Cornell has moved up one spot in the annual college rankings from U.S. News and World Report, which places the university at No. 15, up from 16 last year, out of 280 schools that offer a wide range of undergraduate majors along with master’s and doctoral degrees.
That ranking, based on graduation and retention rates, the quality of faculty, and assessments by peer institutions and high school guidance counselors, also qualified Cornell for No. 15 on the publication’s list of “Great Schools at Great Prices,” which compares academic excellence with the net cost of attendance for a student who receives the average need-based financial aid.
Cornell was ranked ninth among national universities for economic diversity, down from eighth last year, as measured by the percentage of undergraduate students receiving Pell grants.
Among schools offering doctorates, the Charles H. Dyson School of Applied Economics and Management ranked 11th in Undergraduate Business Programs, down from 10th last year, and Cornell ranked 10th among Undergraduate Engineering Programs, down from seventh. Those two rankings were based solely on a peer assessment survey conducted in spring 2014, according to the U.S. News website.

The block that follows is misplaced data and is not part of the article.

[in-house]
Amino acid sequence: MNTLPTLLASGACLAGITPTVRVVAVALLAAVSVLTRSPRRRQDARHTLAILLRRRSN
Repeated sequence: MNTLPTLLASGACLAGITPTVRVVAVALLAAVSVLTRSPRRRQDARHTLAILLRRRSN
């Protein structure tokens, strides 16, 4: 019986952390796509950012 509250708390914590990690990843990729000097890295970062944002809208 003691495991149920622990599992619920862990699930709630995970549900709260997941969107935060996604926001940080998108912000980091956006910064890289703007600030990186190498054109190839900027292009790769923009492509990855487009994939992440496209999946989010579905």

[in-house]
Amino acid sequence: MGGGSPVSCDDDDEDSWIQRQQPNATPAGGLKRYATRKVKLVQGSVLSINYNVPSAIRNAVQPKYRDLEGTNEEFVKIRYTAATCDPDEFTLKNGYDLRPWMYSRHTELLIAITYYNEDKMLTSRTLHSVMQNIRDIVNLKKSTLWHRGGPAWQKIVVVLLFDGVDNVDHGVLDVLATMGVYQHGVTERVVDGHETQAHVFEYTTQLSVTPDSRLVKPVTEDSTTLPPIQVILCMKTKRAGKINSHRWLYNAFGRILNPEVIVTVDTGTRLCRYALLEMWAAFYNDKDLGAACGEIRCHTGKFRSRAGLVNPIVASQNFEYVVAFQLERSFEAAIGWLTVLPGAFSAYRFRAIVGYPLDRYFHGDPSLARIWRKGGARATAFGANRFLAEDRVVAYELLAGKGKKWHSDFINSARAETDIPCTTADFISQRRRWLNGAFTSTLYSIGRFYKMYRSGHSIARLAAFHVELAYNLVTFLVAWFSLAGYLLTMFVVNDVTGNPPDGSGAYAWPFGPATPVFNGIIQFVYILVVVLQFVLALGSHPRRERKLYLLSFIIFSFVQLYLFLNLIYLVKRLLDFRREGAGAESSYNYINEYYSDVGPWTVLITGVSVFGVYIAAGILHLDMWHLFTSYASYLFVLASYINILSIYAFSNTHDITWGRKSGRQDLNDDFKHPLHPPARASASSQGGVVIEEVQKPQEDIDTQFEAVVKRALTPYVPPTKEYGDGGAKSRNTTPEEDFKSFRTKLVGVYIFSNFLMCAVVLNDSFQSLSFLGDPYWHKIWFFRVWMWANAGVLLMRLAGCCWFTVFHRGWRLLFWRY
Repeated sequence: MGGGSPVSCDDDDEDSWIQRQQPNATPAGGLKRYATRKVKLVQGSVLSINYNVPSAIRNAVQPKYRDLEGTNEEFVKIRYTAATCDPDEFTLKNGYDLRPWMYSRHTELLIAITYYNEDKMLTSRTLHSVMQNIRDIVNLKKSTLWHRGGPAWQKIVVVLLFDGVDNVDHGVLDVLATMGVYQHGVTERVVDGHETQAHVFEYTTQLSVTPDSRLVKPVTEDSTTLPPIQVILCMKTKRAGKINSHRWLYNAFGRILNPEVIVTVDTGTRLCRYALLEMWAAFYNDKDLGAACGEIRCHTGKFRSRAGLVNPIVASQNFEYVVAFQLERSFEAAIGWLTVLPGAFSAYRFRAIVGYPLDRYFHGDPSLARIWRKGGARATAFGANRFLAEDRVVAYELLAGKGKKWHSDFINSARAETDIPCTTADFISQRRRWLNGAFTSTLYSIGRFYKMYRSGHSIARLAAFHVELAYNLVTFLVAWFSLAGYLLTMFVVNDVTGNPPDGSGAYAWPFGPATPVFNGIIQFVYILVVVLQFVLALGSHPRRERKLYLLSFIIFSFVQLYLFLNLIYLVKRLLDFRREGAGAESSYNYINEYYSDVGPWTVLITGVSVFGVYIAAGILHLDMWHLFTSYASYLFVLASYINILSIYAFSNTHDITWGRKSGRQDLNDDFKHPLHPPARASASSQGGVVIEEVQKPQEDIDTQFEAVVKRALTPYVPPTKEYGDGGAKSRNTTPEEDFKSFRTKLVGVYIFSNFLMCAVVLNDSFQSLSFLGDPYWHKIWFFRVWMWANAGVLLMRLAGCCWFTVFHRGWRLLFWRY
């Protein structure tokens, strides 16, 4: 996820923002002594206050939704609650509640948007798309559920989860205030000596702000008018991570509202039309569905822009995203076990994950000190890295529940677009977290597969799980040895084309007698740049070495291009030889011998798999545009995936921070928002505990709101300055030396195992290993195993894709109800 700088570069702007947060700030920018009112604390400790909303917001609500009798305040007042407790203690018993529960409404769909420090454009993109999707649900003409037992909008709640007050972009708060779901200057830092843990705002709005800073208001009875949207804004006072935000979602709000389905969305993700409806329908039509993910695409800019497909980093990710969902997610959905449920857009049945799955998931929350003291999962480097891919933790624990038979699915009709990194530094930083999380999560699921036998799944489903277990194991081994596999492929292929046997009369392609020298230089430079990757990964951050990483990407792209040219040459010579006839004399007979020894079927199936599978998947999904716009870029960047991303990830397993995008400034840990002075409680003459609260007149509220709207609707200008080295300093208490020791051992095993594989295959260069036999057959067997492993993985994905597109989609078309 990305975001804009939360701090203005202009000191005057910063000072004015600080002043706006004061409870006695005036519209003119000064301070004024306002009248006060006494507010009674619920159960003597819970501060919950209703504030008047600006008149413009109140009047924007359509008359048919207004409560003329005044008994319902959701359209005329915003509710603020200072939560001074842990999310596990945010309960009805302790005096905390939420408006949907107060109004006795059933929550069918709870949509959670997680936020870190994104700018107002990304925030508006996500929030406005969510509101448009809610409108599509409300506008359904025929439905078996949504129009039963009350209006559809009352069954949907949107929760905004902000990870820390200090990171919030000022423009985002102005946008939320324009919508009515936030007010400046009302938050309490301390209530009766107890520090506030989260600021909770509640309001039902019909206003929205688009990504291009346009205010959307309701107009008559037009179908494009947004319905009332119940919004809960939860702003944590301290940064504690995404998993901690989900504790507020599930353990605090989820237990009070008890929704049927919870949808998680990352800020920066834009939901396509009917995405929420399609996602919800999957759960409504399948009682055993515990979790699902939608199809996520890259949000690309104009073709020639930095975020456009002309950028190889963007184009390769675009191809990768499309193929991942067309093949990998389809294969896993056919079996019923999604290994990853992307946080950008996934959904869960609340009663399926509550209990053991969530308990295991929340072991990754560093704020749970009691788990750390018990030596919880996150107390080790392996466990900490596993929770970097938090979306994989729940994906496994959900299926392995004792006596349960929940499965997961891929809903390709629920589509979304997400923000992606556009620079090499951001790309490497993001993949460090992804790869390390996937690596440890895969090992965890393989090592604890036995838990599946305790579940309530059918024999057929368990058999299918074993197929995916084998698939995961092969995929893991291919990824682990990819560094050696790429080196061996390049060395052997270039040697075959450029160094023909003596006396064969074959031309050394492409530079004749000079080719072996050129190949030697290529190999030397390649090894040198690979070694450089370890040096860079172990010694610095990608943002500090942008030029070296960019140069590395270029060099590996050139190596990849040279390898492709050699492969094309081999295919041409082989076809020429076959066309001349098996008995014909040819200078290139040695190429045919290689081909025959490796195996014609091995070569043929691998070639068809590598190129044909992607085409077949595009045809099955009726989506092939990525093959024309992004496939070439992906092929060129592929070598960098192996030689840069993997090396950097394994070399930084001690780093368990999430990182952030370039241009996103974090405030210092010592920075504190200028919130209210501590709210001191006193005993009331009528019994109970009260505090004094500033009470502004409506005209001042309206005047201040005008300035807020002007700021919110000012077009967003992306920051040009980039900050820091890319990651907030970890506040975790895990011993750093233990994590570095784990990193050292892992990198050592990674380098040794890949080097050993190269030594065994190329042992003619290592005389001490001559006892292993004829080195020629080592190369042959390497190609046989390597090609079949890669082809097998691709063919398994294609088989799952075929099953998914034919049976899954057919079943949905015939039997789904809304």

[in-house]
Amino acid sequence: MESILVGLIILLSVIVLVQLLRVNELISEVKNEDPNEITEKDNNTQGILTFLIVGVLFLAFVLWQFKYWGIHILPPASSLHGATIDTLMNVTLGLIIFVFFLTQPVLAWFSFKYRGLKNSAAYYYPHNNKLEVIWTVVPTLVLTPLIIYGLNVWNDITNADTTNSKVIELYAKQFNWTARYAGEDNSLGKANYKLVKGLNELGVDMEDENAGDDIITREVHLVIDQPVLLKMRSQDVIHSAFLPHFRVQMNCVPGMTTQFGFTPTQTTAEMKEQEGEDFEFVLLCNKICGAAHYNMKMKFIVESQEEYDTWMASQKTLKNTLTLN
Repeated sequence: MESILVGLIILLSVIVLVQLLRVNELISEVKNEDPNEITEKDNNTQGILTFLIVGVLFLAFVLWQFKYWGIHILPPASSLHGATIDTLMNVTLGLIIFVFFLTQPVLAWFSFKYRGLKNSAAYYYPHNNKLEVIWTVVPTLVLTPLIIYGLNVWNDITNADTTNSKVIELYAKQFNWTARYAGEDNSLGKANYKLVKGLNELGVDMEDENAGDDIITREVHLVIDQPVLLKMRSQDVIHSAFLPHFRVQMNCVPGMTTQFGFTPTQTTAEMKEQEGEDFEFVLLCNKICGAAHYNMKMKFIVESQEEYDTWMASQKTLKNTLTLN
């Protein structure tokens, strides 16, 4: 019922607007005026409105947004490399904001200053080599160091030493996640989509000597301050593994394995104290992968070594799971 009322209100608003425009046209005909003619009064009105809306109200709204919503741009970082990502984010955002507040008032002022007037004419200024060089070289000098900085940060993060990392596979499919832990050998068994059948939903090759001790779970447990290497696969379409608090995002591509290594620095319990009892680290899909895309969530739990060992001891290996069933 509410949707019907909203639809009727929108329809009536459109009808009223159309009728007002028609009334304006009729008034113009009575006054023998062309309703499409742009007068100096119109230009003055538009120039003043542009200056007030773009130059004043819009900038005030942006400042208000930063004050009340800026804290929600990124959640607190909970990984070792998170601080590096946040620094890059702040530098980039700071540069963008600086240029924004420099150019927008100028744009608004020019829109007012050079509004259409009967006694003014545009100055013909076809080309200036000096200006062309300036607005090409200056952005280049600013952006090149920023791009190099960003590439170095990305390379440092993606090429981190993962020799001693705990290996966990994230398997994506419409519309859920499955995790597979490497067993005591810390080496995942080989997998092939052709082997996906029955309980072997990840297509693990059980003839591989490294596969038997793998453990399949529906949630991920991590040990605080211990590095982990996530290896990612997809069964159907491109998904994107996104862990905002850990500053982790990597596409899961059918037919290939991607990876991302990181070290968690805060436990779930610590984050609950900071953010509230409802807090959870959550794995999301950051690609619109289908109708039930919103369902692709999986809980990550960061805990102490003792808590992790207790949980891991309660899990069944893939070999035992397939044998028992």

In the engineering subcategories, Cornell had several fields ranked in the top 10: civil (9), computer (9), electrical/electronic/communications (8), industrial/manufacturing (10), materials (6) and mechanical (8).
In the business subcategories, Dyson was No. 10 in the quantitative analysis ranking.
On the list of “Programs to Look For,” Cornell again was cited for “Internships,” which “encourage students to apply what they’re learning in the classroom to work in the real world through closely supervised internships or practicums, or through cooperative education,” and for “Writing in the Disciplines,” which makes “writing a priority at all levels of instruction and across the curriculum.”
Along with compiling statistics, U.S. News asked deans and faculty members at peer institutions to evaluate their peer schools and specialty programs, ranking them on a scale of 1 to 5. Cornell averaged 4.5 on these peer assessments, and 4.8 in similar ratings by high school guidance counselors.
The overall rankings also factor in a school’s financial resources – how much it has to spend on its students – and alumni giving, seen as a measure of satisfaction.
The U.S. News editors remind readers that ratings are not the whole story, and students’ decisions should also take into account location and the feel of campus life; the range of academic offerings, activities and sports; and the cost and availability of financial aid. They also recommend campus visits.
The U.S. News and World Report rankings were released online Sept. 9, and the print edition of its “Best Colleges 2015” guidebook will be on newsstands Sept. 23.